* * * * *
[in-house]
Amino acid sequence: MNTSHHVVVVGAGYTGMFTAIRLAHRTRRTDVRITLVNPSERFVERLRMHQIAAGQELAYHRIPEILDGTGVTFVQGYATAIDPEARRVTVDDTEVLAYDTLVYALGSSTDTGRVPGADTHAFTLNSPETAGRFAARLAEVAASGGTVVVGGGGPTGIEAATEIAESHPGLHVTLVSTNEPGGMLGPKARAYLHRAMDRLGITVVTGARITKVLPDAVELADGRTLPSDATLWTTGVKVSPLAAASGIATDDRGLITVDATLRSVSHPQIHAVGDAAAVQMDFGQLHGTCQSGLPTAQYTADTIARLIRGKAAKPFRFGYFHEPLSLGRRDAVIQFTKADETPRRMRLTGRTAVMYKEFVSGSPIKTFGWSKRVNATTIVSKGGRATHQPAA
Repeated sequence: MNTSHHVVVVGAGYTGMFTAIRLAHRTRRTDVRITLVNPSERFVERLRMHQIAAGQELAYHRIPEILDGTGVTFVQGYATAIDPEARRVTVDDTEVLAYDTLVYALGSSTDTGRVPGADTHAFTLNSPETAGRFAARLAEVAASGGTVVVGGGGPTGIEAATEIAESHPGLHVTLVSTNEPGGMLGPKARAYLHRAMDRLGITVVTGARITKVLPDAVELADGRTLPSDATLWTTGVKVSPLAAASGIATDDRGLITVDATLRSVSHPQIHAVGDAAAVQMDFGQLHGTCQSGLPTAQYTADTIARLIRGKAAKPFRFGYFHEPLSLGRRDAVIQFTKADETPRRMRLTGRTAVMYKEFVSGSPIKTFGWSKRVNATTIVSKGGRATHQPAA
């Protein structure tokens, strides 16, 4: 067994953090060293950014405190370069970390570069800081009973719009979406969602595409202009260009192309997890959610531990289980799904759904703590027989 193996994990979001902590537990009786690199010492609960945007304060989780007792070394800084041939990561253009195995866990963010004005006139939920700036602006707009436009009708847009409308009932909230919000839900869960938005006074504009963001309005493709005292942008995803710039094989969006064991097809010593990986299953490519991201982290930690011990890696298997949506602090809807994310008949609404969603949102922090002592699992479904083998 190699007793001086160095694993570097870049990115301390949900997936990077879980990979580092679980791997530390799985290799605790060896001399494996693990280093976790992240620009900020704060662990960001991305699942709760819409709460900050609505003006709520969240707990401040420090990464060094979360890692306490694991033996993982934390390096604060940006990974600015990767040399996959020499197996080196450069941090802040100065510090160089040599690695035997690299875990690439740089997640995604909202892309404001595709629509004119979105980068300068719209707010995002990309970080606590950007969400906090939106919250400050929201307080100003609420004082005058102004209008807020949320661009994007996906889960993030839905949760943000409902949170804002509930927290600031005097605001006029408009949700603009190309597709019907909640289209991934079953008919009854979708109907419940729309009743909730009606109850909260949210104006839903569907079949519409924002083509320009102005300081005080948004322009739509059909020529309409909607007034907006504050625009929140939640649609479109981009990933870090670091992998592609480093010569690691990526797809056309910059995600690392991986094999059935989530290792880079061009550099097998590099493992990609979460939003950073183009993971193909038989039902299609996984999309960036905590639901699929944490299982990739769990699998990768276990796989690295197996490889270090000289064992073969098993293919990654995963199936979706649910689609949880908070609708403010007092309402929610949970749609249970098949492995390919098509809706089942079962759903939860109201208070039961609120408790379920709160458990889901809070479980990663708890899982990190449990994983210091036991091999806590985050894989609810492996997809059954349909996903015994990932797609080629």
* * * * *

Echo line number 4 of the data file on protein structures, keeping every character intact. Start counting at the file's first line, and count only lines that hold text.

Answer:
């Protein structure tokens, strides 16, 4: 067994953090060293950014405190370069970390570069800081009973719009979406969602595409202009260009192309997890959610531990289980799904759904703590027989 193996994990979001902590537990009786690199010492609960945007304060989780007792070394800084041939990561253009195995866990963010004005006139939920700036602006707009436009009708847009409308009932909230919000839900869960938005006074504009963001309005493709005292942008995803710039094989969006064991097809010593990986299953490519991201982290930690011990890696298997949506602090809807994310008949609404969603949102922090002592699992479904083998 190699007793001086160095694993570097870049990115301390949900997936990077879980990979580092679980791997530390799985290799605790060896001399494996693990280093976790992240620009900020704060662990960001991305699942709760819409709460900050609505003006709520969240707990401040420090990464060094979360890692306490694991033996993982934390390096604060940006990974600015990767040399996959020499197996080196450069941090802040100065510090160089040599690695035997690299875990690439740089997640995604909202892309404001595709629509004119979105980068300068719209707010995002990309970080606590950007969400906090939106919250400050929201307080100003609420004082005058102004209008807020949320661009994007996906889960993030839905949760943000409902949170804002509930927290600031005097605001006029408009949700603009190309597709019907909640289209991934079953008919009854979708109907419940729309009743909730009606109850909260949210104006839903569907079949519409924002083509320009102005300081005080948004322009739509059909020529309409909607007034907006504050625009929140939640649609479109981009990933870090670091992998592609480093010569690691990526797809056309910059995600690392991986094999059935989530290792880079061009550099097998590099493992990609979460939003950073183009993971193909038989039902299609996984999309960036905590639901699929944490299982990739769990699998990768276990796989690295197996490889270090000289064992073969098993293919990654995963199936979706649910689609949880908070609708403010007092309402929610949970749609249970098949492995390919098509809706089942079962759903939860109201208070039961609120408790379920709160458990889901809070479980990663708890899982990190449990994983210091036991091999806590985050894989609810492996997809059954349909996903015994990932797609080629």